Protecting the corpers (and everyone else)

With 48 hours to go to the Passing Out Parade of NYSC ‘Batch B’, 5 Corp members who were kidnapped a week ago in Omademe village, in Ikwerre Local Government of Rivers state are yet to be released. All 5 are supposed to be taking part in closing activities for the service year, but are held captive by people who want N100 Million for their safe return. Up till this moment, there is no statement from the NYSC as to the identities of the corp members, in a silence reminiscent of that during the post-election violence. Only one name is known: Olamide Yusuf. The Rivers state government has refused to pay the ransom in order to prevent a future occurrence, but it is too late for that. Kidnapping has long since become an industry in the South-East and South-South states, helped by ransom payments for expatriates, handled by the SSS in some cases.  It is not the first time corpers in rivers state are being kidnapped, and as each day passes and the youths are not returned, surely the government must cough up the ransom and let the corpers return to their homes, if security agents cannot find and liberate them like they are supposed to.

Of course, there are wider issues here. In the aftermath of the elections, there were widespread calls for the reform or scrapping of the NYSC on grounds of insecurity. Many of these calls missed the point: any system that operates in Nigeria is beset by Nigeria’s problems. NYSC members are not safe because Nigeria is not safe and any attempt to give corps members ‘special protection’ is impractical. The simple truth is that the security situation in this country is a disaster and stopping the posting of corpers to ‘crisis prone’ areas is actually the easy way out. It is not a real solution.

It is also not a solution to pass the buck for the nation’s security by whipping up latent tribal sentiments in the media, or to use concerns over insecurity as a cover for bigotry. This strategy only served to distract the country, for a while, from a cluelessness at the top that almost defies belief. Boko Haram are emboldened and now make demands, including asking for amnesty like their MEND counterparts got, while MEND never tire of reminding us about how much hell they have still to raise.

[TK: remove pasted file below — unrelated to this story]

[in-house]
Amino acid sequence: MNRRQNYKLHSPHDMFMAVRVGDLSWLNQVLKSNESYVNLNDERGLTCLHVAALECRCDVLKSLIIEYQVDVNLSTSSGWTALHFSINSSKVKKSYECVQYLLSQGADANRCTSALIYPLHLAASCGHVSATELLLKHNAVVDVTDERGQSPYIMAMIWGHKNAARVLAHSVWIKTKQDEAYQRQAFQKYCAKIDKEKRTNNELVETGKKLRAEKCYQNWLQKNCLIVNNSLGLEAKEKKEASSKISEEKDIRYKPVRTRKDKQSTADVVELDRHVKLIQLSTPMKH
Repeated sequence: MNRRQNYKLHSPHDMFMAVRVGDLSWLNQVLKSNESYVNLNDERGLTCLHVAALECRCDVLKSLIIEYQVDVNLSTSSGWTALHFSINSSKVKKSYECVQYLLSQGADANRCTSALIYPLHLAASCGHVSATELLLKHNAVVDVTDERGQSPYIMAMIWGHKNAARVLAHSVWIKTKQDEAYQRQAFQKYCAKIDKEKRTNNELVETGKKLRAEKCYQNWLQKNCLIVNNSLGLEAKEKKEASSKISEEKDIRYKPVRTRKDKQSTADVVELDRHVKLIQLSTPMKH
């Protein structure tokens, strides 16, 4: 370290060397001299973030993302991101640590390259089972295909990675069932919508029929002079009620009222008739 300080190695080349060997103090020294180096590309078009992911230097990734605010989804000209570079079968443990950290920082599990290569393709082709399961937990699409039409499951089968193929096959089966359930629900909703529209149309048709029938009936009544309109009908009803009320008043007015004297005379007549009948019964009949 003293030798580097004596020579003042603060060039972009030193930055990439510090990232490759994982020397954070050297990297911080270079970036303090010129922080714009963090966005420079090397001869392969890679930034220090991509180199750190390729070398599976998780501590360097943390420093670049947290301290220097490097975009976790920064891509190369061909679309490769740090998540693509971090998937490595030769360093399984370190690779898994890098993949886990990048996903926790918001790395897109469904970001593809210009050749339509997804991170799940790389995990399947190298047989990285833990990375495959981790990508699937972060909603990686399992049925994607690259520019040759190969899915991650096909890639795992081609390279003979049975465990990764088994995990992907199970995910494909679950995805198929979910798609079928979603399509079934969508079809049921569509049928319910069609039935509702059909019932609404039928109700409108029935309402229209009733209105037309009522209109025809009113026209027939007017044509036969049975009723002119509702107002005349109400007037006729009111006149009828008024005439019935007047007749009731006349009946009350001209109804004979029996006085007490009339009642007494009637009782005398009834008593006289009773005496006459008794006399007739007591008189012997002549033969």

How did we get here? Nigeria’s large numbers of unemployed youth are ready tools in the hands of politicians who foment trouble throughout the country, but they only do this with impunity because they can. How many of the bomb blasts, kidnapping and sectarian clashes in this country have been definitively solved? How many people have been brought to justice? We must stop our lip service to police reform in this country and empower our policemen to protect us. It is more than buying vehicles and parading them on NTA.

We cannot continue to pay our legislators such astronomical amounts of money, while we treat our policemen like trash. If we paid them well, they wouldn’t stand on the road to collect twenty or fifty naira from danfo drivers. Every aspect of their training and welfare must be looked into in order for them to effectively fight crime, and to make the police force attractive for others to join. Elsewhere in the world, children grow up wanting to become police officers, but this is not the case here. No one who sees the way policemen are treated in this country will want to become one. The conditions in our police barracks all over the country are deplorable. At times, for months or years retirement benefits are not paid. Some die while waiting for them.

Why has the police force been neglected for so long? Is it because of the huge amounts of money given as security vote? Perhaps part of the solution is to take that money away and use it to actually provide security. For everyone. State police, while desirable on paper, is too advanced for the primitive politics and weak institutions that still exist in this country. They would be used by incumbents to intimidate opponents, so for the foreseeable future, it is the Federal Government’s responsibility. It is one they must live up to, whether they like it or not.

Laws are only effective when there is a system in place to enforce them. Without a sure deterrent for crime, it manifests in ever more dramatic forms as we slide into the abyss. Only a year ago, bombs were unheard of in this country. Those who commit these crimes only do because they know that more often than not, they will go scot free.

The days of ‘panels of inquiry’, examining ‘immediate and remote causes’ should be a thing of the past. What is needed now is jobs, jobs, jobs and a police force that is worthy of the name.


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